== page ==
5 frames with a Kodak Tele-Instamatic 608 – By Will Hopkins

The Kodak Tele-Instamatic 608 is an odd bird. To begin with, it uses 110 cassettes, most commonly associated with toy cameras. It looks like a spy camera, as compact as possible. Just enough room for the cassette and a lens, really.

As you may guess from the name, the Tele-Instamatic has a “tele” mode that allows a slight zoom. I couldn’t really tell you what the focal lengths are – I just know that one is farther away, and one is closer. That’s about it for settings. There’s no focusing, no shutter speed, no aperture. Not even a sunny/cloudy setting. Just point and shoot!

This camera was my introduction to film photography. While I grew up in the age of film, I never really shot any photos on film except for the occasional disposable (and those pictures were terrible). When I was getting interested in photography beyond the child-like wonder of a memory captured on paper (a feeling I try to keep up as much as possible), I asked my family for any old film cameras lying about as I’d heard they were cheaper than digital to get started on quality kit. I ended up with the Tele-Instamatic and my grandpa’s Yashica Electro 35 GSN (which I also shoot with but it needs a light seal replacement).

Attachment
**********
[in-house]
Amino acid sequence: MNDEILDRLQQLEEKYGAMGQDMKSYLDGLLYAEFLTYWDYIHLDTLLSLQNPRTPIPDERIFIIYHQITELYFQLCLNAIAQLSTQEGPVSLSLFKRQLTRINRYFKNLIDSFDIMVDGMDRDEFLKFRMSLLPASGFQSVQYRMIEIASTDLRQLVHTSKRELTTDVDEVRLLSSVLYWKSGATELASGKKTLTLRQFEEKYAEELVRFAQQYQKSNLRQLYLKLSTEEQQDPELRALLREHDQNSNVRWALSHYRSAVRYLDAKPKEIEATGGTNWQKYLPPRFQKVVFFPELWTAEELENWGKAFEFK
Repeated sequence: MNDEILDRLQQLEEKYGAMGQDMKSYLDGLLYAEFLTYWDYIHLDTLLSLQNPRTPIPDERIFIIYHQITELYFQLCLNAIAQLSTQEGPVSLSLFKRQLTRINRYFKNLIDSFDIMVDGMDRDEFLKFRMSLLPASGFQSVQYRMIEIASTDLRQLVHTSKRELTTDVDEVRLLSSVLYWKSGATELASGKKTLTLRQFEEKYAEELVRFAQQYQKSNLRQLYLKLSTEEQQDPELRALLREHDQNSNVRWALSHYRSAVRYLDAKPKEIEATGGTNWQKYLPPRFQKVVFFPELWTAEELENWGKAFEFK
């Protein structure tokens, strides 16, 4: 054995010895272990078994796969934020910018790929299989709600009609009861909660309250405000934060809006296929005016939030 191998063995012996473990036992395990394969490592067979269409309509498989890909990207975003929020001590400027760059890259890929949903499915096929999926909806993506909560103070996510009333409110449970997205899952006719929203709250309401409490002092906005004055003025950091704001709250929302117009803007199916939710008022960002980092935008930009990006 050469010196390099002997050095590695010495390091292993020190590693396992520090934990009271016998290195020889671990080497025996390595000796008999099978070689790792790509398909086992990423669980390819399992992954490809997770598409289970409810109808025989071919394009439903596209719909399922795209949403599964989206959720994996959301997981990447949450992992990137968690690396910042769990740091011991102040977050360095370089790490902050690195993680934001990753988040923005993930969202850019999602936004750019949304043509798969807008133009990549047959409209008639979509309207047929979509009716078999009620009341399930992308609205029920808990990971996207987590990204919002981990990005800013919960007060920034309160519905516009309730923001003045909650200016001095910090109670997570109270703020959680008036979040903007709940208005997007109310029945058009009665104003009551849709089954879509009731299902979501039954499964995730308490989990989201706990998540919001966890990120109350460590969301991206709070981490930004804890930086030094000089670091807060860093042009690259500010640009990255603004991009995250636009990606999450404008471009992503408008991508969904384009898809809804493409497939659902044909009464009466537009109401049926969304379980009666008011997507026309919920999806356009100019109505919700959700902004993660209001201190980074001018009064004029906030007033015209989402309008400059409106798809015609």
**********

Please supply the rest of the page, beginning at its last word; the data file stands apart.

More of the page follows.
The Tele-Instamatic is dead simple and fun, but its biggest downside is the film: 110 film is hard to come by these days, only being produced by two manufacturers that I know of. It’s not cheap just for the film, and the processing is usually more expensive than other formats. When you consider the minuscule negatives and iffy quality of the cameras (see those light leaks?) it’s a hard value proposition to make.

But me? I love it for all its quirks and warts, and it’s just a fun way to take photos.

You can find my work on Instagram @williamhopkins or on my blog.

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8 thoughts on “5 frames with a Kodak Tele-Instamatic 608 – By Will Hopkins”

  1. Anyone in the Northwest may benefit from Blue Moon Camera out of Portland they love and support 110 Film development and make their own which they have an excellent blog on how to make 35mm into 110.

  2. Hey Will, nice to see the pics. You may well find those light leaks are actually the backing paper. Its particularly a problem with Lomograhy Tiger. Covering the exposure counter window with thick insulating tape seems to have sorted the issue out for me. Tried this after doing it to prevent streaks from light leakage through the red window in my collection of old folding cameras.

    1. Thanks Cliff! I heard that shortly after I posted this. I’ve been shooting 110 in a Pentax Auto 110 I picked up recently, but after that roll is done I’ll try taping up the Instamatic and see what happens.

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